Southfield, MI
 

Dr. Robert Welch, who practices in Troy, MI, Southfield, MI, and Detroit, MI, is a medical specialist in maternal and fetal medicine (perinatology). His areas of expertise include bloodless medicine/transfusion-free surgery, genetic issues, and prenatal care. His professional affiliations include Hutzel Women's Hospital, Wayne State University Physician Group (WSUPG), and Providence - Providence Park Hospitals. Dr. Welch honors several insurance carriers, including Aetna EPO, Blue Cross/Blue Shield, and Coventry. He studied medicine at Wayne State University School of Medicine and Louisiana State University Health Sciences Center. Dr. Welch's residency was performed at a hospital affiliated with Wayne State University. He is conversant in Spanish.

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Relevant Interests: , bloodless medicine/transfusion-free surgery

All Interests: Genetic Issues, Amniocentesis, Bloodless Medicine/Transfusion-Free Surgery, Prenatal Care, Prenatal ... (Read more)

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Specializes in General Internal Medicine
24777 Greenfield
Southfield, MI
 

Dr. Vladimir Klemptner works as a general internist in Ypsilanti, MI, Wayne, MI, and Southfield, MI. Areas of expertise for Dr. Klemptner include bloodless medicine/transfusion-free surgery, preventive care, and general care. He honors Cofinity, Blue Cross/Blue Shield, and Coventry, as well as other insurance carriers. He graduated from Riga Stradins University Faculty of Medicine and then he performed his residency at Detroit Medical Center/Wayne State University. Dr. Klemptner (or staff) is conversant in Latvian and Russian. His professional affiliations include St. Joseph Mercy Ann Arbor, Oakwood Hospital - Wayne, and St. John Providence Health System.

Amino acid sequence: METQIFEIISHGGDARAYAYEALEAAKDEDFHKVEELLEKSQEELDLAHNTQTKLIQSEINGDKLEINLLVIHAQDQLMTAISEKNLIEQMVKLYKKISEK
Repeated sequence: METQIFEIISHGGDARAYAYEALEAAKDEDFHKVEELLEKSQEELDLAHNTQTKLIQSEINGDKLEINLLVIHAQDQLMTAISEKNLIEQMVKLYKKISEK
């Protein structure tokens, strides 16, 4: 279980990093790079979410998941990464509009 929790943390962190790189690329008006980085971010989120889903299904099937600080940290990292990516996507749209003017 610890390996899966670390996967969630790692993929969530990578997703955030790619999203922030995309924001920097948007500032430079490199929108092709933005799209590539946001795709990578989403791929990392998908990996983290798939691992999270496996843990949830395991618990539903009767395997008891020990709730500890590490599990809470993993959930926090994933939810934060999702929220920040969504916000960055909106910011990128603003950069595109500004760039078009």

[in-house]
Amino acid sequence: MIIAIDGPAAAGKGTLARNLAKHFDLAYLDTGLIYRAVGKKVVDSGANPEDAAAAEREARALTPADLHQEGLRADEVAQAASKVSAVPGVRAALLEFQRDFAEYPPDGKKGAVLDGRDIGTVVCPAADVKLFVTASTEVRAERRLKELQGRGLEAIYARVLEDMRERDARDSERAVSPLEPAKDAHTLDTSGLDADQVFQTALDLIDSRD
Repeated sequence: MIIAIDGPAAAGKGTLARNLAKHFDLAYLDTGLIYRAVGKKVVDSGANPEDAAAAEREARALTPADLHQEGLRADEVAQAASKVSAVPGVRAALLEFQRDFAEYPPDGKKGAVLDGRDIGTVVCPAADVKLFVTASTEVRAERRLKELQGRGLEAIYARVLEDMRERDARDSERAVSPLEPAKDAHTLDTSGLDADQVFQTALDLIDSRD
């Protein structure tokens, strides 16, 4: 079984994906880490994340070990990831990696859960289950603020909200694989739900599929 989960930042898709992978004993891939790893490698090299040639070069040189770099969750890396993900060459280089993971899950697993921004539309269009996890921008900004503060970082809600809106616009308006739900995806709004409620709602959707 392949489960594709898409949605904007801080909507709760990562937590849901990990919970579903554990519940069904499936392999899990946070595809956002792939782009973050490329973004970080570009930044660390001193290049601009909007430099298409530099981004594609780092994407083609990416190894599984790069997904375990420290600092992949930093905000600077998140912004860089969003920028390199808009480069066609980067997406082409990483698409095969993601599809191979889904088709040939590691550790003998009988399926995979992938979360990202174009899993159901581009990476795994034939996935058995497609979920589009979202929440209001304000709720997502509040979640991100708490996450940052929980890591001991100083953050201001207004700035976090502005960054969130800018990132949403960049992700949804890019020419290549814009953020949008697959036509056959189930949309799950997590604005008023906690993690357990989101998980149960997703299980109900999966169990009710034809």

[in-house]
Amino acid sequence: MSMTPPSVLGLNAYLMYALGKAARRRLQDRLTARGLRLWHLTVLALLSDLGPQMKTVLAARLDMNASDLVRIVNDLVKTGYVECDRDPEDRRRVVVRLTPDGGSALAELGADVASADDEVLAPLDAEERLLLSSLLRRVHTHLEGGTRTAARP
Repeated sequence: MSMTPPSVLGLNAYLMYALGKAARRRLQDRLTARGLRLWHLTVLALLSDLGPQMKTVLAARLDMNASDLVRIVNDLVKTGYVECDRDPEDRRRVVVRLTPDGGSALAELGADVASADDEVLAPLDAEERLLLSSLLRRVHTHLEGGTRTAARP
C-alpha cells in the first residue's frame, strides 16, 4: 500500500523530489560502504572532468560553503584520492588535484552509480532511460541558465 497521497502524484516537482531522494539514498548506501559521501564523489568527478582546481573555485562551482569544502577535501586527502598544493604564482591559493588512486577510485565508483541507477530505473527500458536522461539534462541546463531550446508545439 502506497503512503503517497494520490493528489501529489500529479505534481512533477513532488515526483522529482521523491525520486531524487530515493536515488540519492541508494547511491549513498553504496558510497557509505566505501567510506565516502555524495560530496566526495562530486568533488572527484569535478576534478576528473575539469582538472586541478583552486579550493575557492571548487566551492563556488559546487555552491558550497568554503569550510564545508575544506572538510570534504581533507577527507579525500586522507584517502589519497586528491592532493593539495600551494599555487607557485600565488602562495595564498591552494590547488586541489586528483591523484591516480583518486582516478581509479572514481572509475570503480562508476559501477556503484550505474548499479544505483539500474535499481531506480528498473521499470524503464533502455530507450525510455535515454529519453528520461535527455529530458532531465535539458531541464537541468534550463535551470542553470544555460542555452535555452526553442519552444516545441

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Relevant Interests: , bloodless medicine/transfusion-free surgery

All Interests: Bloodless Medicine/Transfusion-Free Surgery, Preventive Care, General Care

Dr. Lawrence N Diebel, MD
Specializes in Trauma Surgery, Critical Care
6071 W Outer Drive
Detroit, MI
 

Dr. Lawrence Diebel is a specialist in trauma surgery and critical care (intensive care medicine). Dr. Diebel's patients gave him an average rating of 4.0 out of 5 stars. These areas are among his clinical interests: cancer surgery, thyroid problems, and heart problems. His hospital/clinic affiliations include Hutzel Women's Hospital, Wayne State University Physician Group (WSUPG), and Sinai-Grace Hospital. Blue Cross/Blue Shield, Coventry, and United Healthcare Plans are among the insurance carriers that Dr. Diebel honors. He studied medicine at Wayne State University School of Medicine.

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Relevant Interests: , bloodless medicine/transfusion-free surgery

All Interests: Lower Extremity Bypass Surgery, Thoracic Problems, Endoscopic Surgery, Cirrhosis, Sarcoma, Heart ... (Read more)

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What is Bloodless Medicine?